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Set your oven to around 275 degrees. Depending on the size of the tomatoes, (plum for instance,) cut them into 4 pieces, toss with olive oil, salt and pepper and roast on a baking sheet in an even layer for around 4-6 hours or until them are kind of shriveled up. Store in olive oil and use for lots of dishes needing tomatoes. (Sauces, soups, stews, etc.)
Won't be as good as sauce from true vine ripened tomatoes, but it's a low effort project. If you don't want to deal with them immediately, freeze for later.
Would also roast them but then make salsa or sauce.
I agree with Marie, roast them!
If they have any flavor at all roasting will help a little, but anything you make from them is likely to be disappointing. You don't need to be a snob to despise supermarket tomatoes, particularly in winter- really, they're pretty useless. Thinly sliced they can add a hit of moisture to a sandwich, and they can be chopped to add (mostly) texture to mixed rice dishes and the like, or to bulk up stews- uses where there's plenty of flavor without them- but mostly they're best avoided.
This is what I do, as well. You don't have to have a costco sized tray. When I have a few plums and/or cherry tomatoes, getting a little beyond what I'd use as fresh ,I toss them in the oven and roast them. It is a low effort project as cv says. Its nice to reach in the freezer for a small amount to add to your lunch soup or whatever.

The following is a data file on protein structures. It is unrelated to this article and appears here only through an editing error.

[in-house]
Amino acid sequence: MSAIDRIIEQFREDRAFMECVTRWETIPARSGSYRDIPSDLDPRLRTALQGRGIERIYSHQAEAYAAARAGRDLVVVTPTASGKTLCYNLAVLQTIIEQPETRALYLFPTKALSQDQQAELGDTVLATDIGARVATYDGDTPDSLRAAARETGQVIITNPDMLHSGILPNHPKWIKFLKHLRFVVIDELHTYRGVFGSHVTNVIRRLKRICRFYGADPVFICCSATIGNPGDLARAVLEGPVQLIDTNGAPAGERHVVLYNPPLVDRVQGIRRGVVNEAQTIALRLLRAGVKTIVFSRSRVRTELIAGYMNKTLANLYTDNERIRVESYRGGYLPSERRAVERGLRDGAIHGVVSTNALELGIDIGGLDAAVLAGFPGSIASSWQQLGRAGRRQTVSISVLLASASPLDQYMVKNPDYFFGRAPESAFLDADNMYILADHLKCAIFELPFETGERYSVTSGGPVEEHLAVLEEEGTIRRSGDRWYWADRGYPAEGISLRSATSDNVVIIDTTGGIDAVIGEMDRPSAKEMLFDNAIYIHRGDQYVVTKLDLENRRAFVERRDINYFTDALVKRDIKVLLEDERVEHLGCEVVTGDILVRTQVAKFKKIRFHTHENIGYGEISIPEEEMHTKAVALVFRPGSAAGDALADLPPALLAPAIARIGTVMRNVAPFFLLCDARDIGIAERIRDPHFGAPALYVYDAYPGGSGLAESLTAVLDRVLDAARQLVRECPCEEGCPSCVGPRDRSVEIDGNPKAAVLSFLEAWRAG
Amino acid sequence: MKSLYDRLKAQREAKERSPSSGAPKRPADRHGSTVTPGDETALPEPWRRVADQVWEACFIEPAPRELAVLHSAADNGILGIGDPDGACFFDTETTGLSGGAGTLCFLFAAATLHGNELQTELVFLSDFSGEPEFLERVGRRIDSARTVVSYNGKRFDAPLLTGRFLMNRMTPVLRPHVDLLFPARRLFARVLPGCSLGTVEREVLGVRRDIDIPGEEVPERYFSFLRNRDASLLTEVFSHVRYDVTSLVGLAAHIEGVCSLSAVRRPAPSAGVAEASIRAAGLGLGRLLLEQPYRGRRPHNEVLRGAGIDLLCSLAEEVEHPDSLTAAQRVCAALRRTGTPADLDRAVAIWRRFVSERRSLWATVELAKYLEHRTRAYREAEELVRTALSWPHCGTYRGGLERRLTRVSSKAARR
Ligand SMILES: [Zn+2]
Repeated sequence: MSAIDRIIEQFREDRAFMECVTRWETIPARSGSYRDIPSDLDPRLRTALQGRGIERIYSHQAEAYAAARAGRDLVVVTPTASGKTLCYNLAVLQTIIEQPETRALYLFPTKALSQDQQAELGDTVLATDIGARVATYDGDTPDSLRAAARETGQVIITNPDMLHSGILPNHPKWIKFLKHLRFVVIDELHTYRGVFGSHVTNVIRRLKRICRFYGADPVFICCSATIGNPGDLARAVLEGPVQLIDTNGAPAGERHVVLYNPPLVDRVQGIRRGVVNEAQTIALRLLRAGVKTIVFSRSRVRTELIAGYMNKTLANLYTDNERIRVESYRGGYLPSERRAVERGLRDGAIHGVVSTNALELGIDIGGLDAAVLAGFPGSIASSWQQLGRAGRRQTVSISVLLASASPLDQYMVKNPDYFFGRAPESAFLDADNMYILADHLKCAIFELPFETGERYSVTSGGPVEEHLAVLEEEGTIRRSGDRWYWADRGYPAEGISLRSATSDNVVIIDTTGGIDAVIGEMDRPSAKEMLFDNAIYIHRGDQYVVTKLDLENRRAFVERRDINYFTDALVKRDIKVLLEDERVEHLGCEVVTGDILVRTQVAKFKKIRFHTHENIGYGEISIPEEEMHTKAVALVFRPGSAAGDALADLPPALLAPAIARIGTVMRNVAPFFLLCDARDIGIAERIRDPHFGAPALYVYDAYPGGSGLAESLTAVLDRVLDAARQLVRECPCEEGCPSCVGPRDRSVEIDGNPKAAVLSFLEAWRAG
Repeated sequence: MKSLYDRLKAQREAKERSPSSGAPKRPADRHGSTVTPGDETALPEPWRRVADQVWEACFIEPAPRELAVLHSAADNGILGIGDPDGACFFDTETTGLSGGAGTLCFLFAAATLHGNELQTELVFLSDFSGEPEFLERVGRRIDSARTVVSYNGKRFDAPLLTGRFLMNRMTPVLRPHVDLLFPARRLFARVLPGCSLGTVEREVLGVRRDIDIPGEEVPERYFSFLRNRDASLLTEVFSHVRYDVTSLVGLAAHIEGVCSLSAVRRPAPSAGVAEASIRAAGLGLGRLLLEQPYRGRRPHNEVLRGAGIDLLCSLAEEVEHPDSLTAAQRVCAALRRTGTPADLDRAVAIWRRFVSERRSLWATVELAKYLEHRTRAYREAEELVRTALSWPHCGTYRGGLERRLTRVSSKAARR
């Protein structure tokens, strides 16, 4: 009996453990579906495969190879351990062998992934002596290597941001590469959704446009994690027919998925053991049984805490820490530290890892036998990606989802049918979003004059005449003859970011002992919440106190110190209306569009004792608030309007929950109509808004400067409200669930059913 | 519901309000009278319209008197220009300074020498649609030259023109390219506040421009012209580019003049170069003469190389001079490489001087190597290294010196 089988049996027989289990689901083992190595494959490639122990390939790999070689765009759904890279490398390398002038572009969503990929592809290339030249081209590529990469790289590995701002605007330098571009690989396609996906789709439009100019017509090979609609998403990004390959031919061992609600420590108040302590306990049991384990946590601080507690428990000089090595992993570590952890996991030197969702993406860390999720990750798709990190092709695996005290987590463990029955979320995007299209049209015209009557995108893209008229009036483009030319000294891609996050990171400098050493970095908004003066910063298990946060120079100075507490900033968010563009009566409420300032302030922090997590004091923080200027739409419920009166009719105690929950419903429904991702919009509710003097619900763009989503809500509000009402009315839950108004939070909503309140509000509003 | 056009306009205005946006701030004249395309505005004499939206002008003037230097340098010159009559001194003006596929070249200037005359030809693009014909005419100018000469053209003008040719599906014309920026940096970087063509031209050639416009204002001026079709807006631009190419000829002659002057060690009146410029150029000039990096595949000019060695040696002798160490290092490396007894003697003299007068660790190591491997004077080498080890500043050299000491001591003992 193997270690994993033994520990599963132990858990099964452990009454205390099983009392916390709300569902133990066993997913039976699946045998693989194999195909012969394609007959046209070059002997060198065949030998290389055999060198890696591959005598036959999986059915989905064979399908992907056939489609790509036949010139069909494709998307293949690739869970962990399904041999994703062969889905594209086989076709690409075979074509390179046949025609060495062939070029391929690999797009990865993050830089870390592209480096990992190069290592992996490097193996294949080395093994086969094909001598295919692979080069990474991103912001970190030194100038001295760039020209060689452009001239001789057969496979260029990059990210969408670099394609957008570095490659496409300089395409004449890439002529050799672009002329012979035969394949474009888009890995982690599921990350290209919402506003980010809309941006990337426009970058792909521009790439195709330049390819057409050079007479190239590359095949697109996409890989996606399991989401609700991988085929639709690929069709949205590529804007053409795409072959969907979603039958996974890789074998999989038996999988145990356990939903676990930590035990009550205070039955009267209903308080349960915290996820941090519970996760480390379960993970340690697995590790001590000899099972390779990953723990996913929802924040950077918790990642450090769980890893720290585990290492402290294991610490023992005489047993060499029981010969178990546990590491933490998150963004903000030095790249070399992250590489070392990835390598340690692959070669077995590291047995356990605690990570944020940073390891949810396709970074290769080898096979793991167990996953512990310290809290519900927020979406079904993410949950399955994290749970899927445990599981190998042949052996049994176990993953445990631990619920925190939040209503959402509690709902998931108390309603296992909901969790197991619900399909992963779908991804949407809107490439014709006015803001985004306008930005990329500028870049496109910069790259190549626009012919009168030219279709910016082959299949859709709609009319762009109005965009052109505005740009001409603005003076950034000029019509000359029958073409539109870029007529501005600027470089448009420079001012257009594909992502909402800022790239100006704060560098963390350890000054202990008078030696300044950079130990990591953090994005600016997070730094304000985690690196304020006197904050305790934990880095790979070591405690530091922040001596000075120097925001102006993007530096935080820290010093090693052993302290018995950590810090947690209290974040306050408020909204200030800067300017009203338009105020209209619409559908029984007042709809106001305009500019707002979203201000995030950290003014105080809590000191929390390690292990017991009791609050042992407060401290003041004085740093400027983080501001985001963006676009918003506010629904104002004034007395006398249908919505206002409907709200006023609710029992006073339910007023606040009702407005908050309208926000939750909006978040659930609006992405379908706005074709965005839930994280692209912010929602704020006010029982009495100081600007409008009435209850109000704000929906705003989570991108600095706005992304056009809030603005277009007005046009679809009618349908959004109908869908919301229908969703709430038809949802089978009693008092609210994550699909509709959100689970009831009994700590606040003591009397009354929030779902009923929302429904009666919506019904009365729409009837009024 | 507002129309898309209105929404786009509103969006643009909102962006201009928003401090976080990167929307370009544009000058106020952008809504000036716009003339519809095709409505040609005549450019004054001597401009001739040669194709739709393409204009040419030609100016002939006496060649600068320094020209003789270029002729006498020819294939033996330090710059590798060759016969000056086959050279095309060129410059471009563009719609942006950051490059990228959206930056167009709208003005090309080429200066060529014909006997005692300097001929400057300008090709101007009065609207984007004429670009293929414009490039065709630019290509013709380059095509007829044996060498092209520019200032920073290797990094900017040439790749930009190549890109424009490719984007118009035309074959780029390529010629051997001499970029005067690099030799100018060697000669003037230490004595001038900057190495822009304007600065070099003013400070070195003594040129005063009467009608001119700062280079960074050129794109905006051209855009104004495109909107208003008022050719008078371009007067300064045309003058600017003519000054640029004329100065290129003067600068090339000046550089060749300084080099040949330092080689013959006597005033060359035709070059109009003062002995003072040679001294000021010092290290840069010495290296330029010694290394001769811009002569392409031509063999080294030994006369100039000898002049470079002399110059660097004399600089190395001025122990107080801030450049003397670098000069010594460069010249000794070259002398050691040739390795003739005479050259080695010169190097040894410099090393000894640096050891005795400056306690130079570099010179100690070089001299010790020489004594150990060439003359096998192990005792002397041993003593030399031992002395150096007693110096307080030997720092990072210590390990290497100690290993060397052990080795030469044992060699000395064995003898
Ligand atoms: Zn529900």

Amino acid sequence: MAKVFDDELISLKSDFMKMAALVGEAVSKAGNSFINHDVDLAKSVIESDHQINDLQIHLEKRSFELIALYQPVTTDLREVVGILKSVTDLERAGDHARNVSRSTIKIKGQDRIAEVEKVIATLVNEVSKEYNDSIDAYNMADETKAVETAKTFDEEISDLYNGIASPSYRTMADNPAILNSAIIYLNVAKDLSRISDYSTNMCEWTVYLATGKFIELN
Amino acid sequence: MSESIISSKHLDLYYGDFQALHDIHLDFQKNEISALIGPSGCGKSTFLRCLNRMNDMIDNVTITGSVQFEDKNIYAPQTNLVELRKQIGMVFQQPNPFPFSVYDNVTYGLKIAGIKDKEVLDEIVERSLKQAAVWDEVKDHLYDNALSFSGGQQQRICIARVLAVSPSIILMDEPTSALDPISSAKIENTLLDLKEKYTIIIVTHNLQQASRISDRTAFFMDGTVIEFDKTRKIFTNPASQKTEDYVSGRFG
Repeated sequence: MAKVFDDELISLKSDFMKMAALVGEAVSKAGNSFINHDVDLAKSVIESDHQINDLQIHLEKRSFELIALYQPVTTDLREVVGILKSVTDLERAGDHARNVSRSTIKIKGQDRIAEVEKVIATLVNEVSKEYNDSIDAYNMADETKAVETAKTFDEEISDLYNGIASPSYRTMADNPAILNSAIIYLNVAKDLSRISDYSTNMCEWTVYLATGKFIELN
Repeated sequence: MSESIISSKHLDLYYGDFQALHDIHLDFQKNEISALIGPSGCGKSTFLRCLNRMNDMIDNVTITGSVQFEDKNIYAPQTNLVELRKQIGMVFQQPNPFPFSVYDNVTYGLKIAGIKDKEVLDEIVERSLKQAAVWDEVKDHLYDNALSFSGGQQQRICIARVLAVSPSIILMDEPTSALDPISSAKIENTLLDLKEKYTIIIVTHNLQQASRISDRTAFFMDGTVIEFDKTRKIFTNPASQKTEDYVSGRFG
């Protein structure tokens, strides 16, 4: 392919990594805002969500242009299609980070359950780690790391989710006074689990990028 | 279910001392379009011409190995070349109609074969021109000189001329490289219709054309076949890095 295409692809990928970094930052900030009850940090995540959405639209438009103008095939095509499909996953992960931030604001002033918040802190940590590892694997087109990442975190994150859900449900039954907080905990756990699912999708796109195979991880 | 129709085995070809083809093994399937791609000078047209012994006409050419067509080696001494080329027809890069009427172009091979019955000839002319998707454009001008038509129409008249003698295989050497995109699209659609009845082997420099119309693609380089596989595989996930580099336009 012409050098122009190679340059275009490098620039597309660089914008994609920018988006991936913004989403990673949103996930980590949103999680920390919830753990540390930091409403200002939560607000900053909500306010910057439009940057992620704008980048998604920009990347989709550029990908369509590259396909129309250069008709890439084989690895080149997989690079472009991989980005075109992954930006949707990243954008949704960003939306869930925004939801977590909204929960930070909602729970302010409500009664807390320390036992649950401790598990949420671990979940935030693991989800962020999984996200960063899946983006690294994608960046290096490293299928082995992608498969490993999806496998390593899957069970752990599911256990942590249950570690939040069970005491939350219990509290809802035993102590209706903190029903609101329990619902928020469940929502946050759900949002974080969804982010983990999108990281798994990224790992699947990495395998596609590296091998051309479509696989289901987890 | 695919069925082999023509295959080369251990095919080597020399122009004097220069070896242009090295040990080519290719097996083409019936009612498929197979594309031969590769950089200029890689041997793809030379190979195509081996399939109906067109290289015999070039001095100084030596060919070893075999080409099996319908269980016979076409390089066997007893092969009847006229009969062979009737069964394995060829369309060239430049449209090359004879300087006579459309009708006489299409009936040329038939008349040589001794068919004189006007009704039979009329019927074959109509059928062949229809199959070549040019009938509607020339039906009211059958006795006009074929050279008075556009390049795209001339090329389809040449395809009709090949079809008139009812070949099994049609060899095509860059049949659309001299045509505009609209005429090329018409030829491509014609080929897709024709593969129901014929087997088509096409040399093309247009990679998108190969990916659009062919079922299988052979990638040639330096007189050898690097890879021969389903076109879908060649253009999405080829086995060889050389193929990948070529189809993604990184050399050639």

Did you taste them? Costco carries Campari tomatoes which are surprisingly tasty, all year around. If it's those, then you can use them up any way you like.
I either roast tomatoes, or I freeze them whole and use them in pasta sauce. I drop a couple of frozen ones in with the boiling pasta for a couple of minutes and then the skin will peel right off when I fish them out. I use them in whatever quick sauce I am making as they thaw the rest of the way while cooking down.
Thanks for the feedback, y'all! Sorry to be slow to follow up. I roasted them and then included in a quinoa salad with roasted broccoli, capers, and garbanzo beans. It was seriously good! I have some more in the fridge to use another way. Thanks for the handy trick!
Next time, make this dish. It's extremely easy and tasty. https://food52.com/recipes...
Cut the stem end off and score the bottom. Freeze them (skin and all) in a single layer on a baking sheet til they are hard, like marbles (think IQF). I store mine in a Ziploc in the freezer and save them til winter when I can use them in soup. All you do is pull them out of the freezer, and while frozen, run them under warm/hot water for about 5 seconds. The skins slide right off and you can cut, chop or use whole as desired. Not as great as "out of the garden", but a wonderful addition to soups in the winter when your garden isn't producing.